Bengals go back to drawing board at tight end

Tanner Hudson led all Bengals TEs in receptions and receiving yards in 2023. Katie Stratman-USA TODAY Sports

CINCINNATI -- Ahead of one of the Bengals' most important games of 2023, the team made an important decision regarding its tight ends.

Irv Smith Jr., the team's Week 1 starter who was signed in free agency during the offseason, was going to be inactive for a pivotal Week 16 game against the Pittsburgh Steelers that carried massive playoff implications. Smith, who signed a one-year deal in the offseason, worked hard to show the coaching staff he could be a top option. But between injuries that week and other players performing well, he was a healthy scratch for the 34-11 loss to Pittsburgh.

He didn't take another snap the rest of the season, a quiet admission that the team's offseason strategy to fill the void at tight end didn't pan out.

That leaves Cincinnati looking to find solutions for that position. The Bengals currently have no tight ends under contract for 2024. But whether it's making a splash in free agency or using the No. 18 overall pick on a tight end, history and stats show why significant investment might not give the team great value.

For starters, the Bengals traditionally do not use tight ends a significant amount. In coach Zac Taylor's first season in 2019, Cincinnati led the NFL in offensive formations that featured "11 personnel" -- one running back, one tight end and three wide receivers. The Bengals were fifth in that category in 2023.

"We're predominantly 11 personnel," Taylor said after the 2023 draft.

And it has proven to be effective, especially when quarterback Joe Burrow has been healthy. From Week 5 to Week 10 of last season, the Bengals ranked third in the NFL in expected points added (EPA) when in 11 personnel, according to ESPN Stats & Information.

When the Bengals' offense has been at its best under Burrow, it has produced explosive plays. In 2021, when wide receiver Ja'Marr Chase was a rookie, Cincinnati led the NFL in yards per pass attempt. Defenses adjusted accordingly to limit Burrow from feasting on deep balls.

However, tight ends have not seen that type of action. Since 2021, Burrow has never ranked higher than 30th in air yards per attempt when targeting a tight end, according to ESPN Stats & Information.

But previous Bengals tight ends were still able to display their value to the rest of the league even within Cincinnati's offense. C.J. Uzomah and Hayden Hurst, the previous two starters, earned a combined $28 million in guaranteed money in free agency when they signed with the New York Jets and Carolina Panthers, respectively. Smith's one-year deal with the Bengals was valued at $1.75 million, per Roster Management System.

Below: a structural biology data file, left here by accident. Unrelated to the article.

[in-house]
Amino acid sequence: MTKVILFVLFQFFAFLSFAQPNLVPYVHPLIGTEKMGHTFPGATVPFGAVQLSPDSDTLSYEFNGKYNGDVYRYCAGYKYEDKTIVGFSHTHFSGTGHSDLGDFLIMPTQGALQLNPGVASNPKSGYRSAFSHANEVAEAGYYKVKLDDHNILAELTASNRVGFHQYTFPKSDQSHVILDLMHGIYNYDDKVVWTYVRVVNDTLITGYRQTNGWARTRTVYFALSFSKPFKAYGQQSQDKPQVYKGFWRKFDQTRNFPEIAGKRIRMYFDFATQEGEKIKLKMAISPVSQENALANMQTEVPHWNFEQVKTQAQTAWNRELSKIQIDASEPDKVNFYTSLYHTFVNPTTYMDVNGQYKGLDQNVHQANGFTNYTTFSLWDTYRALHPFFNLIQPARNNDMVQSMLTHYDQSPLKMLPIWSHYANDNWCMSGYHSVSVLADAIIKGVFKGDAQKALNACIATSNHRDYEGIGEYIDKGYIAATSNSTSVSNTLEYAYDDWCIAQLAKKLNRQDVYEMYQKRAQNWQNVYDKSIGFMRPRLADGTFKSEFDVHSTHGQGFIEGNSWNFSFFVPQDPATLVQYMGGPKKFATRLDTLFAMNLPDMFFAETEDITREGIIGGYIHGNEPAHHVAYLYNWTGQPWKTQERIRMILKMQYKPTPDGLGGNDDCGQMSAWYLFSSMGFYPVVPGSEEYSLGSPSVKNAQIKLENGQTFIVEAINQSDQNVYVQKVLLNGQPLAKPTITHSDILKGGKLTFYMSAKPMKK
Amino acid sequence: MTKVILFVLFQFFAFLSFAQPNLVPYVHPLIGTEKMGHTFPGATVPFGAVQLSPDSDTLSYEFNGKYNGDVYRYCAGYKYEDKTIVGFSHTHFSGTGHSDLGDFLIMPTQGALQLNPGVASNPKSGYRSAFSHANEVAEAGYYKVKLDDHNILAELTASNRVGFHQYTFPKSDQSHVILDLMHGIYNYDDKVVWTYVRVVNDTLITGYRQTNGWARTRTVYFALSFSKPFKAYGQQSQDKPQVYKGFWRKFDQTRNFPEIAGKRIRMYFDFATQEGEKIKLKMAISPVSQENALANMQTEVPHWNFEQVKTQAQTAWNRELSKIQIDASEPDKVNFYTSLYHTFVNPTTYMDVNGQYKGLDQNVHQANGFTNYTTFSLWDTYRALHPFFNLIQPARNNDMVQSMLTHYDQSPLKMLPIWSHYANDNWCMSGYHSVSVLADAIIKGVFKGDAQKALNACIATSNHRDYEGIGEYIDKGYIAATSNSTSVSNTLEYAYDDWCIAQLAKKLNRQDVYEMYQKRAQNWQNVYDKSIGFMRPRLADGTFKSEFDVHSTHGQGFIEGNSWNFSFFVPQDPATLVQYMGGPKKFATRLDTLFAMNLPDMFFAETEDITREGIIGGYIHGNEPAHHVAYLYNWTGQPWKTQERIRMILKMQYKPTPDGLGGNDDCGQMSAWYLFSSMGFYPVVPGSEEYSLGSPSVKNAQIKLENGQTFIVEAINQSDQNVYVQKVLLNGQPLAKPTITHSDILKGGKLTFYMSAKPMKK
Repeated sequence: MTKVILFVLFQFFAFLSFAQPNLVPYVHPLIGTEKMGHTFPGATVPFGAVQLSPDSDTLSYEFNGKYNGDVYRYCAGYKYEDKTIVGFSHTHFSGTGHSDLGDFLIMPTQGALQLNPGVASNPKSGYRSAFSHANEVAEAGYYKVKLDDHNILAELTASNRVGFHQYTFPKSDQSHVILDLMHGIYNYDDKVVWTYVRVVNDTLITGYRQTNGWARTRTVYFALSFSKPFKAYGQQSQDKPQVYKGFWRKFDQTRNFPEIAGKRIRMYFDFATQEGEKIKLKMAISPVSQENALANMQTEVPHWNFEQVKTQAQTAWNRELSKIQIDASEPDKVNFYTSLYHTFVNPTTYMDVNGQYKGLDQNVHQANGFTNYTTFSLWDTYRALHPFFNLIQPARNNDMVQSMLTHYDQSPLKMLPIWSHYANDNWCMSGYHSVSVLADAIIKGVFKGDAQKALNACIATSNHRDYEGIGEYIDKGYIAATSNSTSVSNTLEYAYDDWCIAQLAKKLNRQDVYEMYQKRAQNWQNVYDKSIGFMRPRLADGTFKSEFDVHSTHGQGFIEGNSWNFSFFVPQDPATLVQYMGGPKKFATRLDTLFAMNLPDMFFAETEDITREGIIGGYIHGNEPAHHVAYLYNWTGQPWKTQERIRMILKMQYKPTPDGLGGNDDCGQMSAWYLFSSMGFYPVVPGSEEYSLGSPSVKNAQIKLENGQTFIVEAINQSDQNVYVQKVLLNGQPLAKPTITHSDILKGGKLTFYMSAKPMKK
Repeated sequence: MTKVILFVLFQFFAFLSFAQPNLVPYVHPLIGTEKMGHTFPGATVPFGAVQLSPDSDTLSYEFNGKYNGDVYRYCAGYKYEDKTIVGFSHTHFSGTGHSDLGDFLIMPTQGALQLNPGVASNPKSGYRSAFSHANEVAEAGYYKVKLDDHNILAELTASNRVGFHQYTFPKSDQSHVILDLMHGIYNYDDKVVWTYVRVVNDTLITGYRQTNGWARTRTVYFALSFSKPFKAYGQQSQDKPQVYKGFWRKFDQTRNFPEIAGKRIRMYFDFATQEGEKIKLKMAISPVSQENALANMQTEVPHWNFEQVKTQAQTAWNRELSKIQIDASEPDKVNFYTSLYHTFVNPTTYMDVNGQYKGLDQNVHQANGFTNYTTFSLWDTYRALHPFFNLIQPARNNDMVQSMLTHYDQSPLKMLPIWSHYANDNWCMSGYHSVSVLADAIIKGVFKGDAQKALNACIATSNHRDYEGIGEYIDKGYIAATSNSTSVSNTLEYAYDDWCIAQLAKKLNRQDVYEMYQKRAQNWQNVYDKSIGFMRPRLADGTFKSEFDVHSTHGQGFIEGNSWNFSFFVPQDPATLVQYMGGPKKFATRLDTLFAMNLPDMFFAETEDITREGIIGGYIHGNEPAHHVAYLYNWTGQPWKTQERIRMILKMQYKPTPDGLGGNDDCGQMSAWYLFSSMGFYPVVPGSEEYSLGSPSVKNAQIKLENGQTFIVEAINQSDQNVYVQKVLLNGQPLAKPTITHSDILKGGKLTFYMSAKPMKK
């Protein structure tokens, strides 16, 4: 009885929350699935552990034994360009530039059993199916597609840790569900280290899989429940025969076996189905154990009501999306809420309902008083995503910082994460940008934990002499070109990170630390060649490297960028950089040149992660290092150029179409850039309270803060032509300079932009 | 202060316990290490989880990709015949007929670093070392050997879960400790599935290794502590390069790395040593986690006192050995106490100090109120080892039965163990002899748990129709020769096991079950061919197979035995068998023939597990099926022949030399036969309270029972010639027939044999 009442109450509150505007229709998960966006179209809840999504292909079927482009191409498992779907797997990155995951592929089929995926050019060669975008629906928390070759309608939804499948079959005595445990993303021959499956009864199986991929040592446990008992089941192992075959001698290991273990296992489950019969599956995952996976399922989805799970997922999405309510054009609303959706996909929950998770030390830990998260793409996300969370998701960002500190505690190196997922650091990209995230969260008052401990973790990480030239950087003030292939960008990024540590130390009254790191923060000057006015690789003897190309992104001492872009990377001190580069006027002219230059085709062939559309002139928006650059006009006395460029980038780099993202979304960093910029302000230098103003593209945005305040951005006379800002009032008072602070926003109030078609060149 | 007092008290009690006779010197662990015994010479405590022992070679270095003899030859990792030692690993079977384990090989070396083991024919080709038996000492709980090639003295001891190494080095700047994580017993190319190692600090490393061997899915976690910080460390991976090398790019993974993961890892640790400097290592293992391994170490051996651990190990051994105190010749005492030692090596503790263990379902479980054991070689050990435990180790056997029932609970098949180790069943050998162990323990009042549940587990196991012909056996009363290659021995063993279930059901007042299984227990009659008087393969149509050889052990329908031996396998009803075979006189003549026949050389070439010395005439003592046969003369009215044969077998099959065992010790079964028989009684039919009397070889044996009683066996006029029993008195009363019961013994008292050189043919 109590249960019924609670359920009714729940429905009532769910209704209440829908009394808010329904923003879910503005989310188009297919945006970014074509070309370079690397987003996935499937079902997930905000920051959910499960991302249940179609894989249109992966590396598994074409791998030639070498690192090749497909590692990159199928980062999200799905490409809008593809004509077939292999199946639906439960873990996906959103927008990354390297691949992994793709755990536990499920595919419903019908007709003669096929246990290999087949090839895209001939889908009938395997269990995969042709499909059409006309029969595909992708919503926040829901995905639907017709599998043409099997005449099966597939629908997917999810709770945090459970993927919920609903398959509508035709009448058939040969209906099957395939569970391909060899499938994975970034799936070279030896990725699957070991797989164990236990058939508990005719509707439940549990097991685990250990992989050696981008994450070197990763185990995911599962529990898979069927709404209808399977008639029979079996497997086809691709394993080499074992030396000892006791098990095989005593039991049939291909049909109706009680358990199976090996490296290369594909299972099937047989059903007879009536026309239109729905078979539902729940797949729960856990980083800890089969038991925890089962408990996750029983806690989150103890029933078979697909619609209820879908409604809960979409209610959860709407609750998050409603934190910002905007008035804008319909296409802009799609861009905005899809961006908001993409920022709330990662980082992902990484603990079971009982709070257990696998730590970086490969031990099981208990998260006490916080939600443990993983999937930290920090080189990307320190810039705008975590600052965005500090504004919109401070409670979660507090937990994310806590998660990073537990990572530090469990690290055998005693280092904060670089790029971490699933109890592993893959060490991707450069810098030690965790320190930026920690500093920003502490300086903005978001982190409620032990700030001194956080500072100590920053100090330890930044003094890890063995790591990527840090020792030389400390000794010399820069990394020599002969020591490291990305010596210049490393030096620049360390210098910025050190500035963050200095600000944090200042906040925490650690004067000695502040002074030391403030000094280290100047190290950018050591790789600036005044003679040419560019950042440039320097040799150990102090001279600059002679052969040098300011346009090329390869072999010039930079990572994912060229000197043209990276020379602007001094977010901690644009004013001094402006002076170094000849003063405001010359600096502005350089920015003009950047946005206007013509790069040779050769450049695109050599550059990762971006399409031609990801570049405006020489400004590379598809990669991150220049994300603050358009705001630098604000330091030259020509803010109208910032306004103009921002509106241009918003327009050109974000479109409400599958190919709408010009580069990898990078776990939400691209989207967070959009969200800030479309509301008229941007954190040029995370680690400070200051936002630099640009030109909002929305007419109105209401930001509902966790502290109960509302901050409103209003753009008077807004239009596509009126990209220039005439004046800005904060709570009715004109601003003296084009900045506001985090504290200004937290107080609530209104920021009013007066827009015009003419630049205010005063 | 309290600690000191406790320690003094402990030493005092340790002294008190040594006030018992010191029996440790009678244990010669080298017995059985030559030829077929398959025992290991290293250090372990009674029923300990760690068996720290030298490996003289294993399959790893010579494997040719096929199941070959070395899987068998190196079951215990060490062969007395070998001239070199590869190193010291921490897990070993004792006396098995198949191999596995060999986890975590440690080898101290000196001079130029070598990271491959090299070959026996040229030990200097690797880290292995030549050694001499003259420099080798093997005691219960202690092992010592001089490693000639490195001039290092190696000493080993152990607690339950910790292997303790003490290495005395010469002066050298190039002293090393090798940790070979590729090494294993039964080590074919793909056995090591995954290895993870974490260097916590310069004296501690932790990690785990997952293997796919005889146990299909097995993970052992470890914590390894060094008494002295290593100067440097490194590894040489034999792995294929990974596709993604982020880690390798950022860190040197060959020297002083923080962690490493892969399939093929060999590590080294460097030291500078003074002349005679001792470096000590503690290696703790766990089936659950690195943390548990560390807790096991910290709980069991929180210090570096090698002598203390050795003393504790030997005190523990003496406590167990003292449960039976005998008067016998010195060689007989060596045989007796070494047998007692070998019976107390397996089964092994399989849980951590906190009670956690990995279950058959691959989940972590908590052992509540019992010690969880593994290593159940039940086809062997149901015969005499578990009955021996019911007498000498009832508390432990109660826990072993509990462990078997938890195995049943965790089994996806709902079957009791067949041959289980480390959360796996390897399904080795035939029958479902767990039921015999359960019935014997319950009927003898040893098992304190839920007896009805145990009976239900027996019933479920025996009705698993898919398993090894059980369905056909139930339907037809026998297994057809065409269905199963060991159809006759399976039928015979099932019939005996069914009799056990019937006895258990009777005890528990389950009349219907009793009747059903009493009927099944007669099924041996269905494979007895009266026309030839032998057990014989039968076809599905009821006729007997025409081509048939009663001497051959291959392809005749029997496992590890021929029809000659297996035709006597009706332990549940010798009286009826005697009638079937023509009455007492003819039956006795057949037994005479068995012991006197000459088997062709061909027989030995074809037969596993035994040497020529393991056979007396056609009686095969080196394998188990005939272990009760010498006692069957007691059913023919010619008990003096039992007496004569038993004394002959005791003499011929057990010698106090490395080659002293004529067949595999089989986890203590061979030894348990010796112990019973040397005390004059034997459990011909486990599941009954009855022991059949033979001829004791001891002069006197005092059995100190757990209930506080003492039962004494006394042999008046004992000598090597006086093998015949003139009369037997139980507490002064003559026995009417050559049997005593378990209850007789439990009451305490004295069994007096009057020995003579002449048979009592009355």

To fill the void next season, the Bengals could turn to familiar options.

Drew Sample, a second-round pick in 2019, has been integral to Cincinnati's offensive success because of his run blocking and has continued to develop as a receiving option.

"You can't really say enough positive things about Drew Sample and the role he plays on our team, the confidence everyone has in him," Taylor said last December. "When he's in a meaningful position in the game, he's gonna make it work."

Last year, Tanner Hudson emerged as the top receiving tight end on the roster. After starting the year on the practice squad, he was signed to the active roster midway through the season and was fifth on the team in receiving yards. Hudson's production made a strong impression on Burrow.

"He made plays when his opportunity presented and made the most of them," Burrow said. "I'm excited to really have a full offseason with him and work and talk and see what he can do."

Cincinnati also could select a tight end with the No. 18 overall pick in this year's draft. Last year, the Bengals were open to drafting one had the right player been available.

"There were certainly guys we liked in the draft, but they weren't there when we picked sometimes and we were comfortable with that," Taylor said at the end of last year's draft. "We were comfortable standing firm with the room if we had to."

How Cincinnati decides to address its tight end situation will play a major factor in what the offense looks like in 2024, when the Bengals aim to regain their status as AFC contenders.